What the farmer protests have revealed about democratic backsliding in India

As the world reels from the global pandemic, climate change, and other modern calamities, a historic movement has been quietly raging in India. Since August, tens of thousands of Indian agricultural workers, many of them members of the Sikh religious minority, have taken to the streets across the country. The protests are a result of a series of legislation passed by the Indian government in recent months that would leave Indian farms open to privatization. According to the New York Times, 60% of India’s population are agricultural workers, and the reliance has only grown in the last year in the midst of the coronavirus pandemic. The Indian Government has historically played a major role in supporting and bolstering Indian farmers, actions that had helped solve the hunger crisis of the 1960s.

The move to reduce government intervention is part of an ongoing effort by PM Narendra Modi’s government to liberalize and expand the Indian economy. Agricultural workers, however, are concerned that the move would leave them at the mercy of greedy, deregulated corporations and widen the inequality divide in India. In addition to laying bare the fundamental inequities of agrarian life in India, the protest, and its response from the Indian government and BJP supporters have demonstrated the potential for democratic backsliding in India. As, the protests have been steadily gaining international attention, culminating in a violent showdown in New Delhi in the last week of January, popular figures like Rihanna and Greta Thunberg have come out in support of the agricultural workers’ efforts. Ardent supporters of Modi’s BJP party, many of them Hindu nationalists, in contrast, immediately condemned the protests and anyone who supported it, going so far as to burn effigies of Greta Thunberg in the streets. Modi’s government seemed to condone the fiery language of the Indian right when they arrested 21-year-old climate activist Disha Ravi earlier this month after she edited two lines of a Google Docs toolkit on the farmer protests disseminated by Greta Thunberg. Her arrest provoked concern and outrage by Indian civil liberties activists, who saw the Indian government’s response to the farmer protests as further evidence of Modi’s undemocratic potential. Ravi was released on bail this week, but her arrest, as well as the BJP’s response to the farmer protests, is emblematic of the potential for authoritarianism in India.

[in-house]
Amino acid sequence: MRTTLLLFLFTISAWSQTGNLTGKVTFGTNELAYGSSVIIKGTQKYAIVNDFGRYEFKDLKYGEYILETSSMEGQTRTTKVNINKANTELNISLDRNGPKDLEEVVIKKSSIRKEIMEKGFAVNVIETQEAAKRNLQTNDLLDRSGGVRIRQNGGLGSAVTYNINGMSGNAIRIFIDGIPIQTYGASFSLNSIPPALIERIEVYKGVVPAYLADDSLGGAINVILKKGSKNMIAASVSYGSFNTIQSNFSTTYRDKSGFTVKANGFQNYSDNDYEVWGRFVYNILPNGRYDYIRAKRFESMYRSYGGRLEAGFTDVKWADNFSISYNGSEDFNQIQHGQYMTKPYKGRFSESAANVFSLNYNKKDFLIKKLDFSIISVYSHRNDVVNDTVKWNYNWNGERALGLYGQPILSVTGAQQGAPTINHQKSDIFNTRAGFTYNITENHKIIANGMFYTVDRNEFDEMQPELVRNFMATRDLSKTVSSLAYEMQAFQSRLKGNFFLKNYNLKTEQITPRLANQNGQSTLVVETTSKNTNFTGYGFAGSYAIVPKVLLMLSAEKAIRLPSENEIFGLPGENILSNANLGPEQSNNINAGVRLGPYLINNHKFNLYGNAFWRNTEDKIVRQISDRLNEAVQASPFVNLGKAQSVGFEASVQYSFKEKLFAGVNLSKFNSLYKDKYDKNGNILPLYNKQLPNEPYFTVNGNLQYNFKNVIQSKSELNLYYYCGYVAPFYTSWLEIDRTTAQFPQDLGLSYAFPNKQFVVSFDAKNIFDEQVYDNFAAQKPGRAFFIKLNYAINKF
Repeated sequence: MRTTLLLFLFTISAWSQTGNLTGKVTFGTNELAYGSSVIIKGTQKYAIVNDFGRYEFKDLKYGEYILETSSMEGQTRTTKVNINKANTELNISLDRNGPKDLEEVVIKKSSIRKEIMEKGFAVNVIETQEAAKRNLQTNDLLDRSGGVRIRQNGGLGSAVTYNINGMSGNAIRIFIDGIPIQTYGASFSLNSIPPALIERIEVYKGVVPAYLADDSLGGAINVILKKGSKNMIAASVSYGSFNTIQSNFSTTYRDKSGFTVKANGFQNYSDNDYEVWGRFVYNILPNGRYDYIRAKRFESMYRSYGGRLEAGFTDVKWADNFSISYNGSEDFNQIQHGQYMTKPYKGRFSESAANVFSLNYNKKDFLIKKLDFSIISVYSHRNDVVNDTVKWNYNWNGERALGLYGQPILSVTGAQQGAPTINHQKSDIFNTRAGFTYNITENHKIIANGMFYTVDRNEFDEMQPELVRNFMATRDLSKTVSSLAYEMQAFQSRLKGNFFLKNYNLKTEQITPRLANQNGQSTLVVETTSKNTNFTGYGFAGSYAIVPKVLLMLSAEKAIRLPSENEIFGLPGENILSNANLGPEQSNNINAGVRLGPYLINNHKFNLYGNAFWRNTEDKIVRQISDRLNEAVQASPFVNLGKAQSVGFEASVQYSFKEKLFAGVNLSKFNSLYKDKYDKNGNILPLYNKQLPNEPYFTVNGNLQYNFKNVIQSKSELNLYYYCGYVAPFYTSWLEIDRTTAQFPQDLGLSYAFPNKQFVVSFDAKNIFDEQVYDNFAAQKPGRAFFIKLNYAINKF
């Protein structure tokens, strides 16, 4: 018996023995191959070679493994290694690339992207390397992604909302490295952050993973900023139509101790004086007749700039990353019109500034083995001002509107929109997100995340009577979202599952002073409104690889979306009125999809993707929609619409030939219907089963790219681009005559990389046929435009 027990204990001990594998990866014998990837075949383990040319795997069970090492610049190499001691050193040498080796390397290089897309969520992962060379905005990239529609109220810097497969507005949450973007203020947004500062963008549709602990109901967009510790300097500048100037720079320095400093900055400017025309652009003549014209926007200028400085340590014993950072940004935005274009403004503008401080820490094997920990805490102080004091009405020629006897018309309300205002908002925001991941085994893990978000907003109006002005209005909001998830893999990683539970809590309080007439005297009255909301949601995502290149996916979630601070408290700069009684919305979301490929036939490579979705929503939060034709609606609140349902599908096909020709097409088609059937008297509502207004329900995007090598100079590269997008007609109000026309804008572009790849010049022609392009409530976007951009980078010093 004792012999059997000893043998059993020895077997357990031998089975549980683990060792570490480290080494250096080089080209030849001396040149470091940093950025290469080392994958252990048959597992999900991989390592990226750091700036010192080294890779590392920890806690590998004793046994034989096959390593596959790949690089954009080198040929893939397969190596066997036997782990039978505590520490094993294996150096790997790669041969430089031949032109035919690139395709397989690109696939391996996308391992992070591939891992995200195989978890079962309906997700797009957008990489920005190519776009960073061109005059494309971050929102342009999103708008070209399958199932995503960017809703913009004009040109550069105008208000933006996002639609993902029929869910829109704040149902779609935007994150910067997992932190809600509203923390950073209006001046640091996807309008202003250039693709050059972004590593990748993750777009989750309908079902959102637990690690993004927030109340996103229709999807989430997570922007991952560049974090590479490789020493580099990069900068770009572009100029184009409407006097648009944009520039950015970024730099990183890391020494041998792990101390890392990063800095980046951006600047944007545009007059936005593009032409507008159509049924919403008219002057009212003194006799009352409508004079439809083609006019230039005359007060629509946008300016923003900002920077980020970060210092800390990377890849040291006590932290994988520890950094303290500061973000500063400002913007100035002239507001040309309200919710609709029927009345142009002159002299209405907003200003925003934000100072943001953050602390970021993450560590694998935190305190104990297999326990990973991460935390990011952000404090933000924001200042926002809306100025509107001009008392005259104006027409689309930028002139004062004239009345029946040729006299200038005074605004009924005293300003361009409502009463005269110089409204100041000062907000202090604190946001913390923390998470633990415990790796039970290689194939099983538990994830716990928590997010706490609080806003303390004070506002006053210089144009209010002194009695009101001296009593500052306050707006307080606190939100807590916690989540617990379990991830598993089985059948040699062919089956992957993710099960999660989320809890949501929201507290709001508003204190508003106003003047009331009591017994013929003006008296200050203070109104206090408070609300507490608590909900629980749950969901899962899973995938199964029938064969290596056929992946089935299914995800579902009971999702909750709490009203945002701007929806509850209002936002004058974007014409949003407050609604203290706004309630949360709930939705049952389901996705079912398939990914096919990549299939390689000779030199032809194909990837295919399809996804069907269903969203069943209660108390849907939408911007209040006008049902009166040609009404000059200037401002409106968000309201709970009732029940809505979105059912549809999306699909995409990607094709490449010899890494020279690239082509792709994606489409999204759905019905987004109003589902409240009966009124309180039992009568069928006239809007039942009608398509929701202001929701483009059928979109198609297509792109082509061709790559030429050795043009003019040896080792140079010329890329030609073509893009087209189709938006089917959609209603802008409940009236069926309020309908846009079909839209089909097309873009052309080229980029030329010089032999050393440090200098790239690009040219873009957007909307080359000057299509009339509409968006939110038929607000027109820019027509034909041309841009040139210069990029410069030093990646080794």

As an Indian-American, seeing the language and actions of the Indian right is terrifying, but familiar. Disha Ravi, who lives in Bangalore, my father’s hometown, was arrested for activism work that I myself might have done, was I in her place. And much like former-president Trump in the United States, Narendra Modi has accumulated almost a cult-like status among some Indians. His ties to Hindu nationalist organizations and his actions against religious minorities have worried many before, and the recent farmer protests seem to cement Modi’s status as an undemocratic leader. As with the rise of other global far-right administrations, it is the strength of the people––showcased through dissent, vigilance, and political engagement––that will ultimately protect Indian democracy from itself. 

Picture credits: “Shri Narendra Modi addressing BJP Karyakarta Sammelan in Goa” by narendramodiofficial is licensed with CC BY-SA 2.0. To view a copy of this license, visit https://creativecommons.org/licenses/by-sa/2.0/ 

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